Illustration by Erik Carter
Excerpt from this article:
Each month, I pay $99 to a company called ClassPass for the luxury of taking an unlimited number of fitness classes in and around Brooklyn, where I live. In the depths of this winter, regular exercise — a key to calming my hyperactive and anxiety-prone brain even when it’s less awful outside — has become crucial enough to maintaining my sanity that I find myself prioritizing my ClassPass bill over other splurges, like ordering in, taking cabs and expensive nights out.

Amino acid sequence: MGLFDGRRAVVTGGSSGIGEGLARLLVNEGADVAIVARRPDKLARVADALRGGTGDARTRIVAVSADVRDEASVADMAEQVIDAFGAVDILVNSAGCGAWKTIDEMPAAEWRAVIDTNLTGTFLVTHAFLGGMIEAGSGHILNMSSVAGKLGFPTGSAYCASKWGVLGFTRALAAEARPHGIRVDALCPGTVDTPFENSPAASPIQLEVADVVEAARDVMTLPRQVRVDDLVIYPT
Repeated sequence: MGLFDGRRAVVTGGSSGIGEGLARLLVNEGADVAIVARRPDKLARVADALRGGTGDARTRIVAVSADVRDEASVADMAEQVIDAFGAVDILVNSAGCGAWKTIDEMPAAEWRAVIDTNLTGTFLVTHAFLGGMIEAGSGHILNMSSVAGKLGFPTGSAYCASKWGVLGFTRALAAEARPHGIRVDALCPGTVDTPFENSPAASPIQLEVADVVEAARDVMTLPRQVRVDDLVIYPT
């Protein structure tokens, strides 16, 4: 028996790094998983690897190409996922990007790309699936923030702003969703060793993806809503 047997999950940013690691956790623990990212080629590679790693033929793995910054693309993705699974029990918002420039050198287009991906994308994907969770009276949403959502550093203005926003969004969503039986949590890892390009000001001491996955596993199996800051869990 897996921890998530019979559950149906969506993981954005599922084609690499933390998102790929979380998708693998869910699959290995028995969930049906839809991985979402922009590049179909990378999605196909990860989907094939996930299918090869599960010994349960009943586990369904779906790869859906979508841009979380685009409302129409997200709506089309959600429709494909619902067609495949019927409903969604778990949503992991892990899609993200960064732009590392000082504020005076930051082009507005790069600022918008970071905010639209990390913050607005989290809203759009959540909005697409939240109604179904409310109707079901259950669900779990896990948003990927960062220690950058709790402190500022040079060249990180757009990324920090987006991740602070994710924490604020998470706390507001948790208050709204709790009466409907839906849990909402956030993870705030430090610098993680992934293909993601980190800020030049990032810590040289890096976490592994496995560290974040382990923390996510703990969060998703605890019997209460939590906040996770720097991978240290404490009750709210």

While attending classes, I’ve picked up on notes of tension between the company and its partner studios. It’s not uncommon for instructors at individual studios to implore ClassPass users to sign up for regular packages and become members — an unlikely proposition for people who are already paying $99 a month to ClassPass. It’s normal enough that they would want to up-sell newcomers, but the urgency and undertone of desperation in their voices signal something else afoot in the financial realities of their partnership.